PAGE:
MUNICH/ AMMAN: Major powers agreed on Friday to a pause in combat in Syria, but Russia pressed on with bombing in support of its ally President Bashar al-Assad, who vowed to fight until he regained full control of the country.
Although billed as a potential breakthrough, the “cessation of hostilities” agreement does not take effect for a week, at a time when Assad’s government is poised to win its biggest victory of the war with the backing of Russian air power.
If implemented, the deal hammered out during five hours of late night talks in Munich would allow humanitarian aid to reach besieged towns. It was described by the countries that took part as a rare diplomatic success in a conflict that has fractured the Middle East, killed at least 250,000 people, made 11 million homeless and sent hundreds of thousands fleeing into Europe.
But several Western countries said there was no hope for progress without a halt to the Russian bombing, which has decisively turned the balance of power in favour of Assad.
U.S. Secretary of State John Kerry said that if the peace plan fails, more foreign troops could enter the conflict.
“If the Assad regime does not live up to its responsibilities and if the Iranians and the Russians do not hold Assad to the promises that they have made … then the international community obviously is not going to sit there like fools and watch this. There will be an increase of activity to put greater pressure on them,” Kerry, who was in Munich, told Dubai-based Orient TV.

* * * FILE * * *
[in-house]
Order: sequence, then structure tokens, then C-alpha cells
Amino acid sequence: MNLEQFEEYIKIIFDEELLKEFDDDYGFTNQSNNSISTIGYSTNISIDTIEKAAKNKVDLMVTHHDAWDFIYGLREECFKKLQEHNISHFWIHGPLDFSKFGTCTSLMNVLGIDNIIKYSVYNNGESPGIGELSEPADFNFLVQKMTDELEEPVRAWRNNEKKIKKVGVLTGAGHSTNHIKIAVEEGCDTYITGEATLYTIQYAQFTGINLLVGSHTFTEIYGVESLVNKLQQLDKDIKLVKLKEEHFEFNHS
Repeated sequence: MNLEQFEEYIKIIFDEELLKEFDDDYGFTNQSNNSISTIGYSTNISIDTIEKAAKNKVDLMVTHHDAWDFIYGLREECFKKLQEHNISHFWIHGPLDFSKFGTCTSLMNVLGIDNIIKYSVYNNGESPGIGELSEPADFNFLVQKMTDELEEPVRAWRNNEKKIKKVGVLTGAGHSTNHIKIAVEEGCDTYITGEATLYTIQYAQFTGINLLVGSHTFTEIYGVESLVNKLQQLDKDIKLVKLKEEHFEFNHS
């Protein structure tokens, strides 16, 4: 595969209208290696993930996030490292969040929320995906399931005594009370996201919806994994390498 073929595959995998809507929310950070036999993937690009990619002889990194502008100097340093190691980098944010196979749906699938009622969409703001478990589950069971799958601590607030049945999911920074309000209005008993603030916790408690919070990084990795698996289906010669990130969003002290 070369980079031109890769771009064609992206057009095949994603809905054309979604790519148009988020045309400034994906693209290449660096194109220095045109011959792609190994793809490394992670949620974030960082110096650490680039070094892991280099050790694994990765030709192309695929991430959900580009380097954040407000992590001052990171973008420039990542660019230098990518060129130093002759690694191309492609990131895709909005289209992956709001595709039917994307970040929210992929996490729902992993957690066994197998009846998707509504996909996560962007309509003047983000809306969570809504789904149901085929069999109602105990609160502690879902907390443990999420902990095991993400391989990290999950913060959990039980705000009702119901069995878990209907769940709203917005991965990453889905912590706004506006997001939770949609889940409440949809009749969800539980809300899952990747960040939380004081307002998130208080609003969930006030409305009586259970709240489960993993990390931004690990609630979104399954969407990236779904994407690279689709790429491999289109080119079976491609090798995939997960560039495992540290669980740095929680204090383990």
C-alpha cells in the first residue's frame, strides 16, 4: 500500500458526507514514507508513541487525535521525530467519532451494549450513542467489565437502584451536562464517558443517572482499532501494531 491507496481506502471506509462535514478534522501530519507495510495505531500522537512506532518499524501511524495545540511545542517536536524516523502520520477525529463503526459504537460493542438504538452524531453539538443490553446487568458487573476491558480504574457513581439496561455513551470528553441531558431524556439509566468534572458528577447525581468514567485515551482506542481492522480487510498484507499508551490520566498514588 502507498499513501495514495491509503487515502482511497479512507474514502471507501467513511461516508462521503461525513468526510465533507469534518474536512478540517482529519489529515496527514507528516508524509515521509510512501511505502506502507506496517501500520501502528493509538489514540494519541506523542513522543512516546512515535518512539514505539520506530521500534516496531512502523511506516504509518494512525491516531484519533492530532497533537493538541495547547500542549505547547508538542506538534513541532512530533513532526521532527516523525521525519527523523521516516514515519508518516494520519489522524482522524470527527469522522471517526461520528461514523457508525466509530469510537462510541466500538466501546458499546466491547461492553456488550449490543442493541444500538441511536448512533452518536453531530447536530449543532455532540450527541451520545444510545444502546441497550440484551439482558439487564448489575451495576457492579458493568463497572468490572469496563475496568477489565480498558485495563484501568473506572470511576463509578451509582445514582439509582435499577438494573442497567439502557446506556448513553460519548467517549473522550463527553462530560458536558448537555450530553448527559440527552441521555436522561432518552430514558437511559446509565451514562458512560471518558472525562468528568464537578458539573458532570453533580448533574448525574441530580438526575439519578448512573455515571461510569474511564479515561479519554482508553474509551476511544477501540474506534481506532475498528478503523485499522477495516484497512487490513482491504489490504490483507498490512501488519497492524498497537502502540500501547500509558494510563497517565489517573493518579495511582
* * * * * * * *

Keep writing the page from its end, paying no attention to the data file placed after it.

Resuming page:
“There is a possibility there will be additional ground troops.”
U.S. President Barack Obama has ruled out sending U.S. ground troops to Syria, but Saudi Arabia this month offered ground forces to fight Islamic State.
A White House spokesman, Eric Schultz, called the agreement “an important step,” but added, “In the coming days, we will be looking for actions, not words, to demonstrate that all parties are prepared to honour their commitments.”
The complex, multi-sided civil war in Syria, raging since 2011, has drawn in most regional and global powers, producing the world’s worst humanitarian emergency and attracting jihadist recruits from around the world.
Rebels said the town of Tal Rifaat in northern Aleppo province was the target of intensive bombing by Russian planes on Friday morning. The British-based Syrian Observatory for Human Rights, a monitoring body, said warplanes believed to be Russian also attacked towns in northern Homs.
The news agency AFP quoted Assad as saying he would continue to fight terrorism while talks took place. He said he would retake the entire country, although this could take a long time.
Another week of fighting would give Syria’s government and its Russian, Lebanese and Iranian allies time to press on with the encirclement of Aleppo, Syria’s biggest city before the war, which they are now on the verge of capturing.
They are also close to sealing the Turkish border, a lifeline of rebel territory for years.
Those two victories would reverse years of insurgent gains, effectively ending the rebels’ hopes of dislodging Assad through force, the cause they have fought for since 2011 with the encouragement of Arab states, Turkey and the West.
The cessation of hostilities agreement falls short of a formal ceasefire, since it was not signed by the main warring parties, the opposition and government forces.